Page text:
11/29/07 39 W - + 16 - 11 Raleigh Fire Alarms

The Raleigh Fire Department has changed its response to fire alarms, as you may have heard on your scanner. One engine and one ladder are now dispatched. As before, only the initial engine responds emergency traffic.

Has the high response changed as well?
BEdriver243 - 11/29/07 - 11:14

very similar to the medical squad car scenario. not sending enough equipment, appears that your (raleigh) department is going this route.
carter - 11/29/07 - 11:15

Compare the Two Blogs: Winston Salem squad car program and Raleigh fire alarms, explain the difference to me Raleigh folks
Carter - 11/29/07 - 11:17

You did notice, we are still sending TWO (2) FIRE APPARATUS, FULLY STAFFED, to fire alarms, right? It’s not like we said; “Ok, on a fire alarm, two guys hop in a mini pumper, leaving the engine staffed with 1 or 2 (which is obviously fine in your eyes). Another guy hop off the ladder company and get in a Crown Vic, then respond to the alarm”.

Also, I do believe that either D.O.I. of O.S.F.M. (someone who knows 100% correct me please) changed the recommended responses to fire alarms. Like I said earlier, it’s a game of numbers. We have the numbers in this county to support what we’re doing with our EMS program and how successful it is. One of the above mentioned state organizations saw the stats, in turn, realizing that most fire alarms are repeat and/or false alarms. Therefore, the response recommendations to said alarms was reduced.

Now, “Carter”, let’s get back to your comment that splitting crews and leaving understaffed units in service wasn’t stupid. This also goes back to numbers. Have you ever researched NIOSH reports and how many of them recommend that staffing levels (being understaffed) might have contributed to the death of a brother or sister? Probably not, BUT I HAVE. Let me put it to you in the simplest possible way:

Silver - 11/29/07 - 12:11

Silver, yes you are right. It is also my understanding that ISO has relaxed its requirements on what is needed for a fire alarm response, hence the change by RFD. From what I was told, the ISO took into account that in excess of 90% of fire alarms are either false or repeat alarms. And when they asked departments why they were sending full alarms to fire alarms, most answered by saying it was due to the requirements of ISO purposes only. So this does not appear to be related at all to the squad car scenario as someone incorrectly presummed.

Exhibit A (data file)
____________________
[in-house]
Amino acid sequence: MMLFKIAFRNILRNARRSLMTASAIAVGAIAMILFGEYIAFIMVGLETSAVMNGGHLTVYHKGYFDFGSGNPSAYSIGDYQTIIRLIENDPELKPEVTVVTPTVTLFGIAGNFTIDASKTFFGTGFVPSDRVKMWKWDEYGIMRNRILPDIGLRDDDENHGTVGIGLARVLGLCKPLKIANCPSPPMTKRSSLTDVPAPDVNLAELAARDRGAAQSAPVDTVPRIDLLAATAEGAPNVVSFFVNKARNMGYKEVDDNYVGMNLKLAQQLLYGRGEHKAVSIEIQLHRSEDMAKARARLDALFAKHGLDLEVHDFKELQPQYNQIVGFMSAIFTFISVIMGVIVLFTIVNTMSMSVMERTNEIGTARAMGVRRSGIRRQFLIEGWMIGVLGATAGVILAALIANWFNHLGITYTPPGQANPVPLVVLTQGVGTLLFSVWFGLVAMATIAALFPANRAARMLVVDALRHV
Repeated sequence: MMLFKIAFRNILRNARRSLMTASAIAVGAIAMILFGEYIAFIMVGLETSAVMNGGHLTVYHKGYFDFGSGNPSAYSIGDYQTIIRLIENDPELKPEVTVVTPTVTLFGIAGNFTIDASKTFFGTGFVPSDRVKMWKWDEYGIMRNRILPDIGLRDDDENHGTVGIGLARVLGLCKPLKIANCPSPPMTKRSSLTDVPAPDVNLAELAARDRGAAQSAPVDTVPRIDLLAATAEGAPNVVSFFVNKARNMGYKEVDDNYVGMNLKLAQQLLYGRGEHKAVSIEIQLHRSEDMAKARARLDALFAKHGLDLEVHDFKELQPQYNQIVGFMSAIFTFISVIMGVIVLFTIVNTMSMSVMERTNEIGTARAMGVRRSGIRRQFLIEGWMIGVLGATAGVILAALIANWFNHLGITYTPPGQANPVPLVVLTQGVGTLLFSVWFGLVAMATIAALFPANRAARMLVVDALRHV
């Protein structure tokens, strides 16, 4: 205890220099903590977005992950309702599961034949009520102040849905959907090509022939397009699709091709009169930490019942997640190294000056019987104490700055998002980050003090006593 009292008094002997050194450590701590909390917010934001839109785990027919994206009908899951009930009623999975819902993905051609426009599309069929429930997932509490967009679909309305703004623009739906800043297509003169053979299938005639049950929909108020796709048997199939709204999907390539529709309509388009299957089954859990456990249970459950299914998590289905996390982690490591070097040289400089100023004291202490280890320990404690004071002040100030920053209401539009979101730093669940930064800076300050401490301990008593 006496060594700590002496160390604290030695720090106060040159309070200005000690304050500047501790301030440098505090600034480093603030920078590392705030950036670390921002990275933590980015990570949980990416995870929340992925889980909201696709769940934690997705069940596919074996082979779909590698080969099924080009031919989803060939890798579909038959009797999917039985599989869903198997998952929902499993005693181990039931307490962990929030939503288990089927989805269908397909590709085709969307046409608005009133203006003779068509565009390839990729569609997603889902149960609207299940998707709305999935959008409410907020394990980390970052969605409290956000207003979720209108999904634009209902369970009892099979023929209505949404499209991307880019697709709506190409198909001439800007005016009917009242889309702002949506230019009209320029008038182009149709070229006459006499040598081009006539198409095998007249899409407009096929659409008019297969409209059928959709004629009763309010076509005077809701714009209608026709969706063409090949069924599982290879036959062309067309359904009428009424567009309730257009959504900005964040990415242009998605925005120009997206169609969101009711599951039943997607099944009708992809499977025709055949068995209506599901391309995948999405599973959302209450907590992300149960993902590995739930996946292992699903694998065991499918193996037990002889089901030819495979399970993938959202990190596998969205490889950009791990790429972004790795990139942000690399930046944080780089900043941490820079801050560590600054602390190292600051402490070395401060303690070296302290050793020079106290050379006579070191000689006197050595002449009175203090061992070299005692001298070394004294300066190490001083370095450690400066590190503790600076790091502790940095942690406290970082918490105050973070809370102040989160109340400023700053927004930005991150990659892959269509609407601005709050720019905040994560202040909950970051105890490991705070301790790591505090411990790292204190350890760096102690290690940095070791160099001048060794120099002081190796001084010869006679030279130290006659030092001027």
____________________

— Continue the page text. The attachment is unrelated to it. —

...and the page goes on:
RFD574 - 11/29/07 - 13:19

I think the comments comparing the two were smarta$$ comments by someone trying to justify the car concept.
Silver - 11/29/07 - 13:23

These are two totally different situations. Carter, you’re comparing apples to oranges here. As already stated, most fire alarms are false. You’re still getting the minimum number of personnel to investigate the situation and to cover the very basic fireground operations while waiting for the remainder of the box to arrive if you end up finding something. Carter, if I may ask, what department do you work at?
Rides an Engine Now - 11/29/07 - 17:01

Quoted: “most fire alarms are false.” Should you have that mindframe?
carter - 11/29/07 - 17:40

out of county
carter - 11/29/07 - 17:46

I think sending one engine and one ladder to all fire alarms is asking for BIG trouble. I don’t care what percentage of fire alarms are false, a fire alarm is the report of a fire in a building and should be treated as such.